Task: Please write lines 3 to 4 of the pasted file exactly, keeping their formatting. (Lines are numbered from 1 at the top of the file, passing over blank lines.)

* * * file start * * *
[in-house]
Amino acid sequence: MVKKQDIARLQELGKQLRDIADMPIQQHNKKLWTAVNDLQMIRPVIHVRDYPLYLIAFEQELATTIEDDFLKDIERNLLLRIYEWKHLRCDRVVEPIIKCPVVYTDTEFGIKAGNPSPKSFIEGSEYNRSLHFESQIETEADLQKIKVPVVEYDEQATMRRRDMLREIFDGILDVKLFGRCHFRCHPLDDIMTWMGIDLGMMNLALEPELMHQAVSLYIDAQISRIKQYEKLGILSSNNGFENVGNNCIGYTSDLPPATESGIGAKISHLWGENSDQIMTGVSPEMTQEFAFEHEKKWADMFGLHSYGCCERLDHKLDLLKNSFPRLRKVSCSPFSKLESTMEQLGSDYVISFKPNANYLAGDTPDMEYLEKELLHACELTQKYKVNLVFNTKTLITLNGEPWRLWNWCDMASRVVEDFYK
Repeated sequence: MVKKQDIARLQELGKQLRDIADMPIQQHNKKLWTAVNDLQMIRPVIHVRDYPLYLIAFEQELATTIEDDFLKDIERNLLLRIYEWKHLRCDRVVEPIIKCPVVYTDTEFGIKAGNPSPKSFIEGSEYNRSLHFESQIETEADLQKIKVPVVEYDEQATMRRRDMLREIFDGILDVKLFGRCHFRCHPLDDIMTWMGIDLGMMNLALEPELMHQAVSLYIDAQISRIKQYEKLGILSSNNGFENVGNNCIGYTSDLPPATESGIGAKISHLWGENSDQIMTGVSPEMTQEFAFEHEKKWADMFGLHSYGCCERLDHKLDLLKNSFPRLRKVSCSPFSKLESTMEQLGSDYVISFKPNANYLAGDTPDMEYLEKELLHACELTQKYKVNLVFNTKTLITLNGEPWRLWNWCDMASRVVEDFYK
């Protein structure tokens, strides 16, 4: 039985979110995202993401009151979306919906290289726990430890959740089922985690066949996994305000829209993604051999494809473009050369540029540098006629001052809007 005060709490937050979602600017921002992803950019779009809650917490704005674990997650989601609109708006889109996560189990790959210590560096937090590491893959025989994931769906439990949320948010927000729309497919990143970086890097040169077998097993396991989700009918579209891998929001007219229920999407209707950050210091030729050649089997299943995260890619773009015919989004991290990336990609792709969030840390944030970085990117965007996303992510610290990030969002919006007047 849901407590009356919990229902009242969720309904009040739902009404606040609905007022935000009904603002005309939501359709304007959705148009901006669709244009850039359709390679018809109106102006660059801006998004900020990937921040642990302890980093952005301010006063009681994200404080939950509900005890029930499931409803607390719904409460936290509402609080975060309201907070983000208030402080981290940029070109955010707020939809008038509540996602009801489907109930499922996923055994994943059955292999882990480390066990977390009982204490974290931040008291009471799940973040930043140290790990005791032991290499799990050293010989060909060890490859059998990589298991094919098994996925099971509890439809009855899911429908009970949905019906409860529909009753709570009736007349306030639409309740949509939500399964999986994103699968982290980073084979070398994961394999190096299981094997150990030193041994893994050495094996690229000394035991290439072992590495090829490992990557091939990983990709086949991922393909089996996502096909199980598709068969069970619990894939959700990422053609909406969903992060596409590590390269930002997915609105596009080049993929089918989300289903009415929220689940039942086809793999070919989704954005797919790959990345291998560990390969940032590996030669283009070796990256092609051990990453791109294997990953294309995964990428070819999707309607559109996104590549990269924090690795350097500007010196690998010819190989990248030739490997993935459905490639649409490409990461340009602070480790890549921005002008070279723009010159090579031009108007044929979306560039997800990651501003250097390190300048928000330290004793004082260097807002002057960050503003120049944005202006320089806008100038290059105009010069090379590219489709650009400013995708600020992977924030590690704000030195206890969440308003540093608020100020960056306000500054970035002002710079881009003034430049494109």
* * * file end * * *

Repeated sequence: MVKKQDIARLQELGKQLRDIADMPIQQHNKKLWTAVNDLQMIRPVIHVRDYPLYLIAFEQELATTIEDDFLKDIERNLLLRIYEWKHLRCDRVVEPIIKCPVVYTDTEFGIKAGNPSPKSFIEGSEYNRSLHFESQIETEADLQKIKVPVVEYDEQATMRRRDMLREIFDGILDVKLFGRCHFRCHPLDDIMTWMGIDLGMMNLALEPELMHQAVSLYIDAQISRIKQYEKLGILSSNNGFENVGNNCIGYTSDLPPATESGIGAKISHLWGENSDQIMTGVSPEMTQEFAFEHEKKWADMFGLHSYGCCERLDHKLDLLKNSFPRLRKVSCSPFSKLESTMEQLGSDYVISFKPNANYLAGDTPDMEYLEKELLHACELTQKYKVNLVFNTKTLITLNGEPWRLWNWCDMASRVVEDFYK
């Protein structure tokens, strides 16, 4: 039985979110995202993401009151979306919906290289726990430890959740089922985690066949996994305000829209993604051999494809473009050369540029540098006629001052809007 005060709490937050979602600017921002992803950019779009809650917490704005674990997650989601609109708006889109996560189990790959210590560096937090590491893959025989994931769906439990949320948010927000729309497919990143970086890097040169077998097993396991989700009918579209891998929001007219229920999407209707950050210091030729050649089997299943995260890619773009015919989004991290990336990609792709969030840390944030970085990117965007996303992510610290990030969002919006007047 849901407590009356919990229902009242969720309904009040739902009404606040609905007022935000009904603002005309939501359709304007959705148009901006669709244009850039359709390679018809109106102006660059801006998004900020990937921040642990302890980093952005301010006063009681994200404080939950509900005890029930499931409803607390719904409460936290509402609080975060309201907070983000208030402080981290940029070109955010707020939809008038509540996602009801489907109930499922996923055994994943059955292999882990480390066990977390009982204490974290931040008291009471799940973040930043140290790990005791032991290499799990050293010989060909060890490859059998990589298991094919098994996925099971509890439809009855899911429908009970949905019906409860529909009753709570009736007349306030639409309740949509939500399964999986994103699968982290980073084979070398994961394999190096299981094997150990030193041994893994050495094996690229000394035991290439072992590495090829490992990557091939990983990709086949991922393909089996996502096909199980598709068969069970619990894939959700990422053609909406969903992060596409590590390269930002997915609105596009080049993929089918989300289903009415929220689940039942086809793999070919989704954005797919790959990345291998560990390969940032590996030669283009070796990256092609051990990453791109294997990953294309995964990428070819999707309607559109996104590549990269924090690795350097500007010196690998010819190989990248030739490997993935459905490639649409490409990461340009602070480790890549921005002008070279723009010159090579031009108007044929979306560039997800990651501003250097390190300048928000330290004793004082260097807002002057960050503003120049944005202006320089806008100038290059105009010069090379590219489709650009400013995708600020992977924030590690704000030195206890969440308003540093608020100020960056306000500054970035002002710079881009003034430049494109």